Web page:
Find out about the Barclays Stockbrokers SIPP and the flexibility it offers you when you retire. Investment values can fall.
Taking money from a SIPP

Taking money from a SIPP

You can draw benefits from your pension at age 55 (rising to 57 by 2028) and you now have much more flexibility in how you can do this.


You can take out as much of your pension pot in cash as you want and the first 25% you take is tax free.

You can either:

  • Take the whole fund as cash at once and 25% will be tax-free or;
  • Take smaller amounts as and when you like with 25% of each withdrawal being tax-free.
  • All amounts drawn above the 25% tax free lump sum will be taxed at your marginal rate.

Generating an income from your retirement savings

There are 3 main ways to draw an income from retirement savings and most people are likely to use a combination of these.

Buying an annuity – your retirement savings can be used to purchase an income stream for either a defined period or for the rest of your life, depending on the type of annuity you buy. This gives you a steady income to cover your essential costs.

Capped Drawdown – if you had already entered capped drawdown before 6 April 2015 this can continue as long as you don’t exceed 150% of the Government’s Actuarial Rates (GAD).

Flexi-Access Drawdown (FAD) – this allows you to keep your pension savings invested in your SIPP and take an income. Assuming that you have already drawn your tax-free cash, all income from FAD will be taxed at your marginal rate. You can draw whatever level of income that you want, and alter it from year to year. As your pension savings remain invested their value may fall as well as rise, and this can impact the level of income available to you. If you were in Flexible Drawdown before 6 April 2015 you will be automatically moved into FAD.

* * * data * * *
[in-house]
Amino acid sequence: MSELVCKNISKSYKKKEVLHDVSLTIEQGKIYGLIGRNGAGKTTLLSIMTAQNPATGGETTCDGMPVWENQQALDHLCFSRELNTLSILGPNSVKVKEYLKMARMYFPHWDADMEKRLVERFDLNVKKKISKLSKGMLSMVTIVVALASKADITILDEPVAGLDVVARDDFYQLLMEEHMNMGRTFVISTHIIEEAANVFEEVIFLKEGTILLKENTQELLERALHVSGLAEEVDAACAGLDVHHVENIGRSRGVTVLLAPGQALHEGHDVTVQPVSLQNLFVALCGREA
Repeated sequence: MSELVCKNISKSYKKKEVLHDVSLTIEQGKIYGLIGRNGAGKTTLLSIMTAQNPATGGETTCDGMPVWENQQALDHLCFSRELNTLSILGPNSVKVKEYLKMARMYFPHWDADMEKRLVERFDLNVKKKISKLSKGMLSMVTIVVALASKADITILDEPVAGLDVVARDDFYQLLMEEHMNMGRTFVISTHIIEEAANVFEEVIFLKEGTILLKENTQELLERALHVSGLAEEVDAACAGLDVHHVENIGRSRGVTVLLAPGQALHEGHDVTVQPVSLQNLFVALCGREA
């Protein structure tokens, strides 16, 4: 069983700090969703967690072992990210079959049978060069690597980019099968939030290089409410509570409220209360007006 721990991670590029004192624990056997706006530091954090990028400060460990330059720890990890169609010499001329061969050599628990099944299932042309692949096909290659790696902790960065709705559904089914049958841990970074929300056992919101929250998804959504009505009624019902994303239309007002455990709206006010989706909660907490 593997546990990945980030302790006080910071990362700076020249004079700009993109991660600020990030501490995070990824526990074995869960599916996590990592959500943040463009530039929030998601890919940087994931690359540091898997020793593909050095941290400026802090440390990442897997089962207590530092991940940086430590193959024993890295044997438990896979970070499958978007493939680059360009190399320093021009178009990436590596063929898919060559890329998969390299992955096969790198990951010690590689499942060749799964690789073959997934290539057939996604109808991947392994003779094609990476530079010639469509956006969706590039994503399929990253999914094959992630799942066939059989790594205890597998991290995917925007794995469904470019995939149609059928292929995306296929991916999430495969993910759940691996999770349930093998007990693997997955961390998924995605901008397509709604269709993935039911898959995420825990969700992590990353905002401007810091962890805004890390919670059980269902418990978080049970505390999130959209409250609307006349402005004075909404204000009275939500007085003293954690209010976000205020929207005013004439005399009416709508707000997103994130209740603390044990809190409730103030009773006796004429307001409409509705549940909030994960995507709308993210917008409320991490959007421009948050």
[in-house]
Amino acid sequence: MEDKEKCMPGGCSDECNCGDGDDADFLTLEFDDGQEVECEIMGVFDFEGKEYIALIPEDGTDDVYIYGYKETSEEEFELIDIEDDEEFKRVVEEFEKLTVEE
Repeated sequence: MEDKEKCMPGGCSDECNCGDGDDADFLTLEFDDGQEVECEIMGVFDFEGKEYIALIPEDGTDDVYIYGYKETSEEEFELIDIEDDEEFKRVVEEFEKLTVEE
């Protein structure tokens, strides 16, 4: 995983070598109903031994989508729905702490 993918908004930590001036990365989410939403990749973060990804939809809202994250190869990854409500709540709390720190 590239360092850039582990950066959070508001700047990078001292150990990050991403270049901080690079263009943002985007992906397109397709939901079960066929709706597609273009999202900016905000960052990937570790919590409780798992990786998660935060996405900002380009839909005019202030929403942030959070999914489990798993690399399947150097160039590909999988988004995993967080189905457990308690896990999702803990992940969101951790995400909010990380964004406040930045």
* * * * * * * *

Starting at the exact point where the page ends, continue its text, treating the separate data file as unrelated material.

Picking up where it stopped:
Withdrawing all of your pension savings

Uncrystallised Fund Pension Lump Sum (UFPLS) - this is the biggest change under the new pension freedoms.

This means you can withdraw one or more lump sums from your pension without the need to set up an income with the remainder. The first 25% will be tax-free, with the remainder taxed as income at your highest rate. Whilst it gives you a great deal of flexibility you need to consider the tax impact of taking UFPLS. Since 75% is taxable, if you have a large pension pot you may find yourself paying top-rate tax. If you draw the sums over a number of years you may be able to minimise the amount subject to top-rate or even higher rate tax. This can make a big difference to the amount of tax you pay in total on your pension savings.

While UFPLS may appeal, and it certainly provides flexibility, if a SIPP represents your main pension savings you need to consider how you’ll provide the income you need to live off in retirement.

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